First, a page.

Untreated matted or tangled hair may result in what is graphically referred to as a “rat’s nest.” Damage and breakage from chemically treated hair is often the culprit, and once mats and tangles occur, they must be treated immediately and in the correct way to stop it from getting worse and salvage as much of the hair as possible.
Things You'll Need
Spray the entire head with a detangling product, concentrating it on the matted or tangled areas of the hair. Work the detangling product into areas of the hair where large tangles have made it difficult for the product to reach them. Leave the detangler in the hair for at least 10 minutes.
Comb hair out by pulling only a small section of hair from the matted or dangled areas with the teeth of a large comb. Start with the pieces of hair on the outside edges of the “rat’s nest” and work toward the core.
Spray a dry conditioner into the hair as it starts to become free from the matted or tangled mess. The conditioner will return moisture to the hair to make it easier to comb through once it’s all free.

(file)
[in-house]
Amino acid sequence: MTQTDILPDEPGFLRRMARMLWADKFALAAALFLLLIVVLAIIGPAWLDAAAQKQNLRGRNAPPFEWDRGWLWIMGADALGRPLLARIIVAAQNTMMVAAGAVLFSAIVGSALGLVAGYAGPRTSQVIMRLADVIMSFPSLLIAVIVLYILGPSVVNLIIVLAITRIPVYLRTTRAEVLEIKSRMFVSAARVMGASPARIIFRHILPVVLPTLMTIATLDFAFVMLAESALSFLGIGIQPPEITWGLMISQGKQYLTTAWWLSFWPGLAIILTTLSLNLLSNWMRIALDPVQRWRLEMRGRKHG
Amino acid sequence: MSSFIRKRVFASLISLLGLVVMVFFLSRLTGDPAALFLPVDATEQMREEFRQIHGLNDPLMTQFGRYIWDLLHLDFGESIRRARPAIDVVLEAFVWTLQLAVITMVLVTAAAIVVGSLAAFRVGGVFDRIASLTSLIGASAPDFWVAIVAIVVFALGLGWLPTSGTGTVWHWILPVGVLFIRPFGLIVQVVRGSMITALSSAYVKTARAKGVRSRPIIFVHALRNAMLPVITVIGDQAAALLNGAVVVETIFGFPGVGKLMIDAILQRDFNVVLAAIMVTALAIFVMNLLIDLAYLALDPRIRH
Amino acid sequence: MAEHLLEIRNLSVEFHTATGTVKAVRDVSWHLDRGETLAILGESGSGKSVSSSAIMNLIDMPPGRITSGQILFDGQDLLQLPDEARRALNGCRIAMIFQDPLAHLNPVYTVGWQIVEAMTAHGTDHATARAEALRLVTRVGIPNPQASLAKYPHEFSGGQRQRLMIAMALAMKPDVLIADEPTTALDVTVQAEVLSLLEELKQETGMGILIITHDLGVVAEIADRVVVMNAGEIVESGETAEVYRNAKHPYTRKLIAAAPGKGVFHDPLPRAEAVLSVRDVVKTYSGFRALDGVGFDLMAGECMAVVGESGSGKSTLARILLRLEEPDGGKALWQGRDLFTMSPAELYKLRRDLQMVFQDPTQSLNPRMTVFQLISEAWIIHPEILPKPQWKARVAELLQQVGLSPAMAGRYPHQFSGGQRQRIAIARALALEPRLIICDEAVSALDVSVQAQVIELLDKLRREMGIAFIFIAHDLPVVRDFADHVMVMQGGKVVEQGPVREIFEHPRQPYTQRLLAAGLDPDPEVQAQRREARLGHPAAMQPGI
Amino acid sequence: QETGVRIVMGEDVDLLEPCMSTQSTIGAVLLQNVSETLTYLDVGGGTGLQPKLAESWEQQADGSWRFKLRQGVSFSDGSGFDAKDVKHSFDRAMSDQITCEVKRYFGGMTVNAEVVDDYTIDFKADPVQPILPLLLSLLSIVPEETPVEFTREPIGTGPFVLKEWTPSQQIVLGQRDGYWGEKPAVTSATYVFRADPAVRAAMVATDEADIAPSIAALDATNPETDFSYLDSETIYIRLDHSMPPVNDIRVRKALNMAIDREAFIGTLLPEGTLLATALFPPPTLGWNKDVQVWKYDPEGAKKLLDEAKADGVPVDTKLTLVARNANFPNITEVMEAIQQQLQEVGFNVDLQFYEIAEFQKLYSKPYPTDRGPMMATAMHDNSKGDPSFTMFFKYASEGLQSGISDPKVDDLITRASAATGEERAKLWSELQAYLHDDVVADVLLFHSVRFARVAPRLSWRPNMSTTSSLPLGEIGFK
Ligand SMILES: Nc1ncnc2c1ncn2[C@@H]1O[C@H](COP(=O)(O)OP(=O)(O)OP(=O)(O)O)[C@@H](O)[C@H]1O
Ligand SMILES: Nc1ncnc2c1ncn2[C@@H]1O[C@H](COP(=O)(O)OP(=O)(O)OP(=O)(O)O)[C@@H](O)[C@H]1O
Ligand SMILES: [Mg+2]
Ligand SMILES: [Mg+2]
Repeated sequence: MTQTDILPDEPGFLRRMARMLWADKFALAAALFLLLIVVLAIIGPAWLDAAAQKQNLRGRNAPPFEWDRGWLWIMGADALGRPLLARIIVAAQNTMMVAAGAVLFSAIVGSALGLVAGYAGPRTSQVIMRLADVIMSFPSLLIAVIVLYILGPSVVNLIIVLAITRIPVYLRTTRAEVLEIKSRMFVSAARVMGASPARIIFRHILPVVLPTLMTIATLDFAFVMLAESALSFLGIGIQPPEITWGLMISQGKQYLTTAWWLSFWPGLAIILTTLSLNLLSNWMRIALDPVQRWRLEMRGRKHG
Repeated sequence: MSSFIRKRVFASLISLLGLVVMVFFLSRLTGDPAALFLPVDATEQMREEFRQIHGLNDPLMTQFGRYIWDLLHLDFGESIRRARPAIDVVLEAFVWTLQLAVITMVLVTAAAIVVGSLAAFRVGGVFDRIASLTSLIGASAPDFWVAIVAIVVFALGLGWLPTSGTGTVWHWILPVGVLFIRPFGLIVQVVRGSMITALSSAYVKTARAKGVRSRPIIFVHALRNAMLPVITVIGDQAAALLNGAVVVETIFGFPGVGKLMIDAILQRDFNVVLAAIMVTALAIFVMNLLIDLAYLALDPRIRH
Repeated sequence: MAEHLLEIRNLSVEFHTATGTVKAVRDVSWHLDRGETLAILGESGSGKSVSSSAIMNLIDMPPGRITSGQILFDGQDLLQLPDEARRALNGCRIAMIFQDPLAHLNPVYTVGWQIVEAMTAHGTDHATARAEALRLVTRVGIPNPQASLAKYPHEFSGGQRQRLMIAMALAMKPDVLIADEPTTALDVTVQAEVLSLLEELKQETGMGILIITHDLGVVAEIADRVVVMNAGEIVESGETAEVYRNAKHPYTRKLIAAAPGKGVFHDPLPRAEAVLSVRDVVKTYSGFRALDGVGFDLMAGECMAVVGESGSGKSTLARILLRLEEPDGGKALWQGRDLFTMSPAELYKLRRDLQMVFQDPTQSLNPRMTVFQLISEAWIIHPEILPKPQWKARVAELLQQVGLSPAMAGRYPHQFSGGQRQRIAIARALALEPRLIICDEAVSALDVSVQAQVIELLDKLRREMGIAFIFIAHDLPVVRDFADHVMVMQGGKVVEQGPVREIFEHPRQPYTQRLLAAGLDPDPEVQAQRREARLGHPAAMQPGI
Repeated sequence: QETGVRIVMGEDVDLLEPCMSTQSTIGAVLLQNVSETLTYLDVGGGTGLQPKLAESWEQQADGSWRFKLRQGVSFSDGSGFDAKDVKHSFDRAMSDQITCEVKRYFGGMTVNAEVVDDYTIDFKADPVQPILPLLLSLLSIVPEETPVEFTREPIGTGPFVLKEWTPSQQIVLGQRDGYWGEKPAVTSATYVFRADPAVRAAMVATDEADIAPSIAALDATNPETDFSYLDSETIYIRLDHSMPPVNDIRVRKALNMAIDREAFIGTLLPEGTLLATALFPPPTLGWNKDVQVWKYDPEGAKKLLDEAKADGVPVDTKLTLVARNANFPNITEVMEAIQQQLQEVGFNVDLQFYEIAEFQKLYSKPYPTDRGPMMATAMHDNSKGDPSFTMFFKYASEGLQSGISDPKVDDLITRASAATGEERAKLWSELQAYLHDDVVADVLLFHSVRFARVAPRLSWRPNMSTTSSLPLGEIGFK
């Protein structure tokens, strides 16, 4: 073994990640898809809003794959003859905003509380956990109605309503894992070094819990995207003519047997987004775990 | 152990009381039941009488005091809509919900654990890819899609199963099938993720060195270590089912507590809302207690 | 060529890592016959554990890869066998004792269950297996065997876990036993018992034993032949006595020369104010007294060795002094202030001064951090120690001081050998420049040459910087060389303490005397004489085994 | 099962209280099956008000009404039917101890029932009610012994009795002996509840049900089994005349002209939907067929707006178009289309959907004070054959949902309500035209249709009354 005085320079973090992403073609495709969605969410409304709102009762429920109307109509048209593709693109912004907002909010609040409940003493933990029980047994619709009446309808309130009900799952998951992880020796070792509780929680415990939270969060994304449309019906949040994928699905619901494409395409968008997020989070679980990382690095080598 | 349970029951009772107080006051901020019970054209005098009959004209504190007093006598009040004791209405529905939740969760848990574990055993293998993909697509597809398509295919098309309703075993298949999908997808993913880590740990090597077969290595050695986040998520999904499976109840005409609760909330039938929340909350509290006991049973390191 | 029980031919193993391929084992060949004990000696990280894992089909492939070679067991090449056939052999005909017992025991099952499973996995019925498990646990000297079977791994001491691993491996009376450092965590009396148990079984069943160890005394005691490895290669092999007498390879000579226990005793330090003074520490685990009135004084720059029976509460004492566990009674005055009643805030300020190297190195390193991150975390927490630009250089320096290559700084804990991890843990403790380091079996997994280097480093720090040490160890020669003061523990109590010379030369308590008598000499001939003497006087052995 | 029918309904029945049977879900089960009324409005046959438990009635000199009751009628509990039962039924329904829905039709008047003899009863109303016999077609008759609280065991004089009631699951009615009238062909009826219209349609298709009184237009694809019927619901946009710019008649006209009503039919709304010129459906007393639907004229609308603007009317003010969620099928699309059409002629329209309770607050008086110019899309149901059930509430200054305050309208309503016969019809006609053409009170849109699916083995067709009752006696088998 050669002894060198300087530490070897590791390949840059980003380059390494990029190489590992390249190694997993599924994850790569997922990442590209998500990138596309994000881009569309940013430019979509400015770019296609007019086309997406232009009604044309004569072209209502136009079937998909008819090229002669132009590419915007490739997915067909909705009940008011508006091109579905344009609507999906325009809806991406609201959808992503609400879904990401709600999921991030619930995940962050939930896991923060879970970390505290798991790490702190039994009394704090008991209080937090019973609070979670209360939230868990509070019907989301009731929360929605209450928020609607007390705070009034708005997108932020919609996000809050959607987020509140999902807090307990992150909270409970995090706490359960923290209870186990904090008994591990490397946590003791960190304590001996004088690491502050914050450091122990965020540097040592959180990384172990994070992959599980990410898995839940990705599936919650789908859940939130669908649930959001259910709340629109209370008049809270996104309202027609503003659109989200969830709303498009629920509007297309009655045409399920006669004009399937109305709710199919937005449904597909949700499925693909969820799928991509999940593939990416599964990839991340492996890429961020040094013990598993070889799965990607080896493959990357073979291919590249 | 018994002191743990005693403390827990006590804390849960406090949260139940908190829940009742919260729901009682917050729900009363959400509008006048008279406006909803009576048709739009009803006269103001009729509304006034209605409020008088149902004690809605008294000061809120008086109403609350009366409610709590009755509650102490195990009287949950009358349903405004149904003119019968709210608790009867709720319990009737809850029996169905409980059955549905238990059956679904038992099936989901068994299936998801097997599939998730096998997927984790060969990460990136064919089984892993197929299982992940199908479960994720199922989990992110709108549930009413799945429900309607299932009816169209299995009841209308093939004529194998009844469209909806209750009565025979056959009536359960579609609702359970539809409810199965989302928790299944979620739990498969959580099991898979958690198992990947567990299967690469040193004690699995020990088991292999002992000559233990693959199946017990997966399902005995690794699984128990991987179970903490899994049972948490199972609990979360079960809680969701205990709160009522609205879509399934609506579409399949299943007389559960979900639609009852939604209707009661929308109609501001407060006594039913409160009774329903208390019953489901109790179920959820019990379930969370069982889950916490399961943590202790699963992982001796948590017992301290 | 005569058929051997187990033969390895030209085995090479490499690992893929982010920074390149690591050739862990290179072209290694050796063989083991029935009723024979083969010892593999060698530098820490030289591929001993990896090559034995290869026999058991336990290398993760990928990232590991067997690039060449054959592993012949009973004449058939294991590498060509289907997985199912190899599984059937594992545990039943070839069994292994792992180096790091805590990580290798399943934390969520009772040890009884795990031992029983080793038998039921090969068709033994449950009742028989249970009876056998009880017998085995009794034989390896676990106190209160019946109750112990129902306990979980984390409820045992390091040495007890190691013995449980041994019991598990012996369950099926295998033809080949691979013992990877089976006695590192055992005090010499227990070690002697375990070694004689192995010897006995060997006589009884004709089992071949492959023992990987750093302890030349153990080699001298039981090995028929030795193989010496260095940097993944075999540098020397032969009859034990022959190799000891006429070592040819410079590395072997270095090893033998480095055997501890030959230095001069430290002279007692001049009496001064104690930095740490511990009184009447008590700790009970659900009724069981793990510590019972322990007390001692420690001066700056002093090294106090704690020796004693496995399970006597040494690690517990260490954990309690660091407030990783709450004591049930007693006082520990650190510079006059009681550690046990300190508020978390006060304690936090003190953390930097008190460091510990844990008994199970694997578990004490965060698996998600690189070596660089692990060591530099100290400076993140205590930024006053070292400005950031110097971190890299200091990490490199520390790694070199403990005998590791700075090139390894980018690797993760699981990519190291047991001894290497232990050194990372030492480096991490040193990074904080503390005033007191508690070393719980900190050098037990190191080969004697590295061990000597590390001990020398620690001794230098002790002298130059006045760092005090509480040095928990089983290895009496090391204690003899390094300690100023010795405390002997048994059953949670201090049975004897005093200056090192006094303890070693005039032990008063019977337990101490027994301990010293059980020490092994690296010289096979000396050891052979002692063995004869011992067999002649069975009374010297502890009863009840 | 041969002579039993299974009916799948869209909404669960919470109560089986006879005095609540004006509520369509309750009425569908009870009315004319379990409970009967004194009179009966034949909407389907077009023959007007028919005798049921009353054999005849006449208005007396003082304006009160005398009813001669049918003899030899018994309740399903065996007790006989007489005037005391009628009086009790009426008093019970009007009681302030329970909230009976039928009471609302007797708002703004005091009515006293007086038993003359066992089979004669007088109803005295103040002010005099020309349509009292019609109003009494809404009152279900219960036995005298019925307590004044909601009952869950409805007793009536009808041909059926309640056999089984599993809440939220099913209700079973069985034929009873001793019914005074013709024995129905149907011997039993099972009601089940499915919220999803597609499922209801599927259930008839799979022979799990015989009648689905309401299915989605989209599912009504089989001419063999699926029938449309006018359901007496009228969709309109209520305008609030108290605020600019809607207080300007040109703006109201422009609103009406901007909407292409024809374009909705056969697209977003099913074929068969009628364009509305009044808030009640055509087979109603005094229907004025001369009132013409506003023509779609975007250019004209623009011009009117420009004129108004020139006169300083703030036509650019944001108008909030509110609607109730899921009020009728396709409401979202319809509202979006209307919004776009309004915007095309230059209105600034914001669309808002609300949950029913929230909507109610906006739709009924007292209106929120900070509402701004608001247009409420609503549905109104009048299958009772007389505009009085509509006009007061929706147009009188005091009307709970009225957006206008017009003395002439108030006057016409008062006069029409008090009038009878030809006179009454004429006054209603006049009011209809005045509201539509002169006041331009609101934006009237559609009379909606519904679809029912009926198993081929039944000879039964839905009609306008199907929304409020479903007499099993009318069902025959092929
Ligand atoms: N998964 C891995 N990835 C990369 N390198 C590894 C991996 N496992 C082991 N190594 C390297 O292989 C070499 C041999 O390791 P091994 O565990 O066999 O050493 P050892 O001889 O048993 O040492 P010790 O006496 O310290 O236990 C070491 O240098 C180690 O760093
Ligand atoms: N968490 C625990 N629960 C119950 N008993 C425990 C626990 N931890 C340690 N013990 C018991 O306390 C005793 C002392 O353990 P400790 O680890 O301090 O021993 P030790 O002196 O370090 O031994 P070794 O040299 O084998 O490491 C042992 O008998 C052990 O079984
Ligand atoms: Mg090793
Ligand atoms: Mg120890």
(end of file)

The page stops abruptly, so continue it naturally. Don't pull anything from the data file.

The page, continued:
Switch to a soft bristled brush once the hair is free from large large tangled and matted areas.
Cut out matted or tangled hair as a last resort, especially with small children for whom combing and picking out a knot is causing them discomfort. Grip the area of hair between the knot and the scalp with the outstretched middle and forefinger of one hand. This will create a straight barrier to protect the head and guide the scissors as the knot is being cut away.
Avoid future tangles by minimizing damage to hair strands. Do not brush or apply high heat to wet hair and leave a buffer of about six to eight weeks between chemical treatments. Wash and condition chemically treated hair with shampoo and conditioner made for that hair type.